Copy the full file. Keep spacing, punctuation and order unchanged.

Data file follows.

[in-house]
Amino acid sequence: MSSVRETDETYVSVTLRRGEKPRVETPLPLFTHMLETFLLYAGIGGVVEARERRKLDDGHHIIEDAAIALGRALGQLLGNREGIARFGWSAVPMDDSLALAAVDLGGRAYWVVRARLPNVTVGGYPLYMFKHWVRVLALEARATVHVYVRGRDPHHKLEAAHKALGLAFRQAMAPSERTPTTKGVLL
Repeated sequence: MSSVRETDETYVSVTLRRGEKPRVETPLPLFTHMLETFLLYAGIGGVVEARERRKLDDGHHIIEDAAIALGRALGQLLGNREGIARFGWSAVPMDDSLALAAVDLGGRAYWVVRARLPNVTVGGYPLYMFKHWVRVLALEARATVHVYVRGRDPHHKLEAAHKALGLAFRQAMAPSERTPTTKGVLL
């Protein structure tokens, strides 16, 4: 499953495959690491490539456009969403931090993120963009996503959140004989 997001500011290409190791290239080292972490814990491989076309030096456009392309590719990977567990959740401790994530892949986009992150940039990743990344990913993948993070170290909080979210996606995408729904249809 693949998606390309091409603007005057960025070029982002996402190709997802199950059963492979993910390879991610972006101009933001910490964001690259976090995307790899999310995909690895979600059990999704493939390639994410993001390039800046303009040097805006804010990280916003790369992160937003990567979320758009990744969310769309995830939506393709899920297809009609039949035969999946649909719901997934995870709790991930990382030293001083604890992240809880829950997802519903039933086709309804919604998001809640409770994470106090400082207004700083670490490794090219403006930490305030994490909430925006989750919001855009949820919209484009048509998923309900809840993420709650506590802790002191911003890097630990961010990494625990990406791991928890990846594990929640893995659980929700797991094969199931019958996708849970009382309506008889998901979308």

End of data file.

[in-house]
Amino acid sequence: MSSVRETDETYVSVTLRRGEKPRVETPLPLFTHMLETFLLYAGIGGVVEARERRKLDDGHHIIEDAAIALGRALGQLLGNREGIARFGWSAVPMDDSLALAAVDLGGRAYWVVRARLPNVTVGGYPLYMFKHWVRVLALEARATVHVYVRGRDPHHKLEAAHKALGLAFRQAMAPSERTPTTKGVLL
Repeated sequence: MSSVRETDETYVSVTLRRGEKPRVETPLPLFTHMLETFLLYAGIGGVVEARERRKLDDGHHIIEDAAIALGRALGQLLGNREGIARFGWSAVPMDDSLALAAVDLGGRAYWVVRARLPNVTVGGYPLYMFKHWVRVLALEARATVHVYVRGRDPHHKLEAAHKALGLAFRQAMAPSERTPTTKGVLL
């Protein structure tokens, strides 16, 4: 499953495959690491490539456009969403931090993120963009996503959140004989 997001500011290409190791290239080292972490814990491989076309030096456009392309590719990977567990959740401790994530892949986009992150940039990743990344990913993948993070170290909080979210996606995408729904249809 693949998606390309091409603007005057960025070029982002996402190709997802199950059963492979993910390879991610972006101009933001910490964001690259976090995307790899999310995909690895979600059990999704493939390639994410993001390039800046303009040097805006804010990280916003790369992160937003990567979320758009990744969310769309995830939506393709899920297809009609039949035969999946649909719901997934995870709790991930990382030293001083604890992240809880829950997802519903039933086709309804919604998001809640409770994470106090400082207004700083670490490794090219403006930490305030994490909430925006989750919001855009949820919209484009048509998923309900809840993420709650506590802790002191911003890097630990961010990494625990990406791991928890990846594990929640893995659980929700797991094969199931019958996708849970009382309506008889998901979308």